“So it took 27% less water to produce a pound of gain when we had a legume compared to grass only,” West said. “High-quality alfalfa made all other inputs more efficient. Plus, no nitrogen fertilizer was applied to the alfalfa system.”

Additionally, the quality of the alfalfa meant that the other inputs were not being wasted. In the grass only scenario, quality was limiting the animal growth. When the value of added gain dollars per pound was calculated over five years, the alfalfa and grass system came out to $1.15 and grass only was $1.05. There was an added $0.10 gain with the alfalfa and grass pasture and part of that value from saving money on nitrogen.

The value of live weight gain dollars per acre for grass and alfalfa equaled $108, while grass only was $74. West said this varies with the market, because some years will show negative margins and other years will show a huge advantage with the alfalfa and grass system. However out of a five year span three of the years it was an advantage to use the alfalfa and grass combination. Although the grass and alfalfa pasture did receive slightly more water over the grass-only pasture, the water footprint was less with alfalfa.

In grass-only systems, production was 2,200 pounds per acre, versus alfalfa and grass with 28-inch row spacing that was 2,900 pounds per acre and alfalfa and grass in 14-inch spacing at 3,100 pounds per acre.

“So going to the higher density gives you very little advantage in forage productivity,” West said. “Low density gives you a large advantage.”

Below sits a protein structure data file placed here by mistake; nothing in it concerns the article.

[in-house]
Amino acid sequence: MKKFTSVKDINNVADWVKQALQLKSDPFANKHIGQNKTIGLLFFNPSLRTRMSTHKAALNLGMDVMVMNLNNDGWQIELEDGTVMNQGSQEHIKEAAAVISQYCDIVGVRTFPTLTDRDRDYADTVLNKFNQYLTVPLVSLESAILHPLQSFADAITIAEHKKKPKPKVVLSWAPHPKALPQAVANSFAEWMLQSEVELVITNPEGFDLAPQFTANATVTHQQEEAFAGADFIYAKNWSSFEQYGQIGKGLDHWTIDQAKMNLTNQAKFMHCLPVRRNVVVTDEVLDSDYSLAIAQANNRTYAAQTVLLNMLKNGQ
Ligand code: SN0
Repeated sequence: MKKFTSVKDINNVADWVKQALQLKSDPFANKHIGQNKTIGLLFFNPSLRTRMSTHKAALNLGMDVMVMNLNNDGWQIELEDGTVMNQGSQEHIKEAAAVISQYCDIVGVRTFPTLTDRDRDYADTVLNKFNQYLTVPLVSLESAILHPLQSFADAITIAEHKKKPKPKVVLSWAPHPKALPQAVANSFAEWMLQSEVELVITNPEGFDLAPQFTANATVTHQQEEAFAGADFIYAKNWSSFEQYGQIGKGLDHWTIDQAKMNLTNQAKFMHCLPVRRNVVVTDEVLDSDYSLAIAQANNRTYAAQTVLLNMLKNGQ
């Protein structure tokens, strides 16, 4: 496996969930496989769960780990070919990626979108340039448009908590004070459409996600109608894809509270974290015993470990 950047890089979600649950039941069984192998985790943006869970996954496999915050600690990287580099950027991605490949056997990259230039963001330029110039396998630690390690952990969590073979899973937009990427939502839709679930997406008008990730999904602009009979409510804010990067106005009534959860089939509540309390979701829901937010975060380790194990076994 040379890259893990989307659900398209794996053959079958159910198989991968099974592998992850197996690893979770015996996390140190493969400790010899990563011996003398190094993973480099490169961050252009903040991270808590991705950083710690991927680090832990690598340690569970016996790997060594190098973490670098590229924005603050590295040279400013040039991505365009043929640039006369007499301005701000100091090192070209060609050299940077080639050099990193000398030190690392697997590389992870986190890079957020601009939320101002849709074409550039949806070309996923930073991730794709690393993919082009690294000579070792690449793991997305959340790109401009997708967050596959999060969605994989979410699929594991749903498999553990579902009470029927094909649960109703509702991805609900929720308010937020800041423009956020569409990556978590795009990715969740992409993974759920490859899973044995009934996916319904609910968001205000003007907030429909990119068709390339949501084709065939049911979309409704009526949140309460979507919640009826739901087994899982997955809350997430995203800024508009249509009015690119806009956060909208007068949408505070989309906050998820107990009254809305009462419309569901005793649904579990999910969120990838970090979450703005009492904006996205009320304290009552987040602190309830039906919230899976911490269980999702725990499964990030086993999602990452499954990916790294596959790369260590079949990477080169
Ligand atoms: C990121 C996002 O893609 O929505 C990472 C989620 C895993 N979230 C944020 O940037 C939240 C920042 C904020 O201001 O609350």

The grass-only forage was 62% digestible energy, alfalfa in 28-inch spacing was 68% digestible energy and 14-inch spacing was 71%. In addition, grass-only had 8% crude protein, 28-inch spaced alfalfa and grass was 13% crude protein and 14-inch alfalfa was 14%. Water depletion for grass only came out to 7 inches, 28-inch spaced alfalfa was 8 inches and it was 10 inches for 14-inch rows.

“The wide spacing gave us a big increase in forage quality and only a mild increase in amount of water depletion,” West explained. “Water use per pound of forage was 290 pound for grass-only, 240 for 28-inch alfalfa and grass and 230 pounds for 14-inch. Less rain water was used to produce a pound of forage where we had alfalfa in there.”

Low-density interseeding of alfalfa made large increases in forage yield and quality with fairly low trade-off in water depletion compared to high density planting. A modest amount of alfalfa in the system goes a long way toward improving native and non-native grass pastures and efficiency of converting water to forage and animal production.

“Alfalfa is the best legume option in low-input irrigated stocker pastures in the Texas High Plains when grown as a minority component with grasses,” West said. “A persistent hay-type alfalfa has potential in dryland and very low irrigated pastures on good water-holding soils. Use alfalfa on good soils where you can manage to avoid overgrazing. In a minority, we can get significant improvement in quality with only minimal changes in water intake.”

Lacey Newlin can be reached at 620-227-1871 or